U.S. frees hundreds of Cuban criminals because Havana won’t take them back
Hundreds with ‘Zadvydas cases’ refused by their home countries
By Stephen Dinan – The Washington Times – Tuesday, June 9, 2015
Hundreds of Cuban criminals are released onto the streets of the U.S.
every year because that nation won’t take them back — even though the
Obama administration is trying to broker a more open relationship with
the communist island nation.
It’s a quirk of immigration law known as “Zadvydas cases,” after a 2001
Supreme Court ruling that said the government cannot detain immigrants
indefinitely if their home countries won’t take them back.
Cuba, China and Vietnam regularly top the list, but even some countries
that are supposed to be closer partners, such as Guatemala, El Salvador
and Honduras, are refusing to quickly accept some of their citizens whom
the U.S. is trying to deport.
Cuba refused to take back 878 criminals last year and rejected nearly
400 through the first eight months of the current fiscal year, according
to statistics that U.S. Immigration and Customs Enforcement provided to
the House Judiciary Committee. Vietnam is second, having refused 331
criminals in 2014, though it has rejected the return of only 44
criminals so far this year.
All told, the government released 2,457 criminals and 461 non-criminal
illegal immigrants onto the streets last year because of the Zadvydas
strictures, ICE said. This year, the totals through May 9 were 1,107
criminals and 344 noncriminals.
“The Zadvydas problem is an urgent one, considering that a large
percentage of the most serious criminal alien releases are Zadvydas,”
said Jessica Vaughan, policy studies director at the Center for
Immigration Studies. “Given the obvious public safety risks, the
administration should be more aggressive in seeking a solution or in
using the tools available to them.”
In the Zadvydas ruling, the Supreme Court said immigration detention
cannot extend beyond six months unless there is a compelling national
security or public safety interest. If home countries won’t cooperate in
taking back their citizens, the U.S. government must release them.
Republicans in Congress have proposed a number of fixes and have pushed
for tools such as withholding visas from countries that refuse to accept
their scofflaws, but the George W. Bush and Obama administrations have
been reluctant to take those steps.
The issue is even more acute given that Cuba is the biggest offender and
President Obama is trying to normalize relations with that nation.
Analysts said it would be the perfect time to raise the issue of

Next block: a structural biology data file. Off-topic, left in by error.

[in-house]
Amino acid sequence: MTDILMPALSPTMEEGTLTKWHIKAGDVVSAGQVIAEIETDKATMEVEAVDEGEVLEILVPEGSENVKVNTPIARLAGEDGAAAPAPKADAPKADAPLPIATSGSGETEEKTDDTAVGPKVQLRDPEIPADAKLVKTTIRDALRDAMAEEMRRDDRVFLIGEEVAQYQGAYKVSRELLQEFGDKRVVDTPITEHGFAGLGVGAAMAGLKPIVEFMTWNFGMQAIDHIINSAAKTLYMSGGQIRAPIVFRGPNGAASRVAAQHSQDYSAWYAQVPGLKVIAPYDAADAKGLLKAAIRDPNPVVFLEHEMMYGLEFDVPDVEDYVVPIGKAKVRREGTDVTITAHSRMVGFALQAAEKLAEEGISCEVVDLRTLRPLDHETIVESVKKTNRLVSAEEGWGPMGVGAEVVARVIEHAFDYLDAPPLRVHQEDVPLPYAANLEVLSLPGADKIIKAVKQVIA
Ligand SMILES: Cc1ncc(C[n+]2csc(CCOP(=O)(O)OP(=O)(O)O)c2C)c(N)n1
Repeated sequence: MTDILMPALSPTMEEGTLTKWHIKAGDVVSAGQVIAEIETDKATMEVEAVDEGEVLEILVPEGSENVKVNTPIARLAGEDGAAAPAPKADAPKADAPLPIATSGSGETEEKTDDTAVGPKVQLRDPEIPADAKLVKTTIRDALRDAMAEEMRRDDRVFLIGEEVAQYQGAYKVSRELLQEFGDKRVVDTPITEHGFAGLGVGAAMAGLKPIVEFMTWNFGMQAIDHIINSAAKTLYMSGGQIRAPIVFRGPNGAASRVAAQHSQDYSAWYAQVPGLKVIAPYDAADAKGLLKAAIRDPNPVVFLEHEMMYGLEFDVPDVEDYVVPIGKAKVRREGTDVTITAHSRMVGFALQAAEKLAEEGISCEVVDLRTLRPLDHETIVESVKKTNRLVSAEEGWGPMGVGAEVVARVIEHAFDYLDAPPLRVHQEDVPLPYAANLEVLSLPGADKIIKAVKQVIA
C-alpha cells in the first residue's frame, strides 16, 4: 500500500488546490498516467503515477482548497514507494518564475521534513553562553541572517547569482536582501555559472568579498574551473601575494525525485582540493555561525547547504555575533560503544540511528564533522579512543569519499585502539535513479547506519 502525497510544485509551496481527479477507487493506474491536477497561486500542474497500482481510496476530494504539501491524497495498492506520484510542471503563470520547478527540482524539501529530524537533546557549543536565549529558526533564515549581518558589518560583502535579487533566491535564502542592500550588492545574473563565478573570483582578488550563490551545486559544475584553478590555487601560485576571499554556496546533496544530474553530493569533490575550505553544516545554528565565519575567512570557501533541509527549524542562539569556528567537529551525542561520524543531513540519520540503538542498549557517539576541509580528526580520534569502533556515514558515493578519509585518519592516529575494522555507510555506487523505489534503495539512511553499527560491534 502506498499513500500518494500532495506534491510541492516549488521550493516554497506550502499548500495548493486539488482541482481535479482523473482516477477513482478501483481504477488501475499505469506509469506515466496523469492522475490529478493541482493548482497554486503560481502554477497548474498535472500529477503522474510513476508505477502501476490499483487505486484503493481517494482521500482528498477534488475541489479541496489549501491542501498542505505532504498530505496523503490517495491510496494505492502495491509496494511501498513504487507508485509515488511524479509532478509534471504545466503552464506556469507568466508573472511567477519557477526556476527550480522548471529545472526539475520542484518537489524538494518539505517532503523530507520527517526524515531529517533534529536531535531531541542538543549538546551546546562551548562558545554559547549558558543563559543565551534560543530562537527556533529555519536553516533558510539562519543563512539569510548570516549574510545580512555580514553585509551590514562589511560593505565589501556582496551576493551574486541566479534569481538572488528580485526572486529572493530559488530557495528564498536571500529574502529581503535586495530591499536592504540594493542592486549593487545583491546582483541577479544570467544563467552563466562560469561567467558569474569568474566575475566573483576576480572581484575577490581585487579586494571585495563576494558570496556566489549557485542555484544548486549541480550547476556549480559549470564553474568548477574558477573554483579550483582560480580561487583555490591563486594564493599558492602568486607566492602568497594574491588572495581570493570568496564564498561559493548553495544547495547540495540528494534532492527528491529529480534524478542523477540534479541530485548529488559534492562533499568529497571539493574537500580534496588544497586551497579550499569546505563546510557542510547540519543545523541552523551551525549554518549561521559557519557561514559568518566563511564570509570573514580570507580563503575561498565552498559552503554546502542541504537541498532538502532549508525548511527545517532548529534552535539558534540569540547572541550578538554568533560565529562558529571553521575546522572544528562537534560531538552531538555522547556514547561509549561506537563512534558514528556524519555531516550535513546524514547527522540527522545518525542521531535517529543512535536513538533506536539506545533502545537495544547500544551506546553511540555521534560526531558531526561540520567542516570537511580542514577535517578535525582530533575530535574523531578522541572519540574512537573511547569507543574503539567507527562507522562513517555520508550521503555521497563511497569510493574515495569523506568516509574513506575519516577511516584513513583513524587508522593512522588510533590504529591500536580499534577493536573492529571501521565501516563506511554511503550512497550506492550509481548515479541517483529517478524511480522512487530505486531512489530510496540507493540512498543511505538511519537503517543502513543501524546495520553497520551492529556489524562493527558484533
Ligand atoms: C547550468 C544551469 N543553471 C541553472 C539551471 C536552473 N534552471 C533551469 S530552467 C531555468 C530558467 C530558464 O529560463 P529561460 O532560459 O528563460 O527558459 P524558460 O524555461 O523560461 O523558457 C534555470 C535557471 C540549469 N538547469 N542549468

The State Department didn’t respond to multiple requests for comment,
but there is no indication that it has raised the issue as part of the
Ms. Vaughan said that is a missed opportunity.
“It’s the best chance in decades to push Cuba to be more cooperative,”
Beyond Cuba, the government faces problems returning citizens to a
number of countries. Twelve nations refused the return of at least 70 of
their citizens in 2014, including a number of countries that received
generous U.S. aid.
One of those, Liberia, refused 85 criminals’ return, even as the U.S.
was providing extensive help to combat an Ebola outbreak.
Three other Central American countries are poised to receive hundreds of
millions of dollars in aid among them to try to stem a surge of their
citizens entering the U.S. illegally for life in the shadows.
Among them, Guatemala, Honduras and El Salvador refused 127 criminals
and 145 noncriminals in 2014.
The Guatemalan and Honduran embassies didn’t respond to repeated
messages requesting comment, but El Salvador’s embassy in Washington
said it does what it can while guaranteeing that its citizens go through
legal due process.
“We want to make clear that there’s no policy that allows refusing
deportations. On the contrary, our consulates give assistance to all
Salvadoran prisoners in the United States seeking to facilitate their
return to the country, where many of them won’t be in prison,” said Ana
Virginia Guardado, an embassy spokeswoman.
She said her country refused return in cases in which the individuals
rejected El Salvador’s consular help. She said El Salvador is still
working on those cases and that individuals will be given travel
documents allowing their deportation once they have exhausted all of
their legal avenues in the U.S.
She said El Salvador has worked to accept nearly 8,000 deportees so far
ICE said the Central American countries provide good cooperation and
that the relationships have grown stronger with the surge of illegal
immigrant children in the U.S. that peaked last summer.
“Through relationship-building, consular pilot programs and regular
engagement, timely issuance of travel documents has risen, as has the
host governments’ willingness and capacity to accept an increased amount
of ICE air charter flights,” spokeswoman Sarah Rodriguez said.
Ms. Rodriguez said the number of refusals from the Central American
countries is low compared with the total number of deportations. El
Salvador’s 2014 refusal rate was less than half of a percent of the
total number who were accepted back.
She said the cases that are refused often have special circumstances
that make them tougher to complete. Even after they are released,
however, the Zadvydas cases are still in the system and ICE is still
working to deport them as soon as possible.
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Source: Immigrants with criminal records go free in U.S. because home
countries refuse to accept them – Washington Times –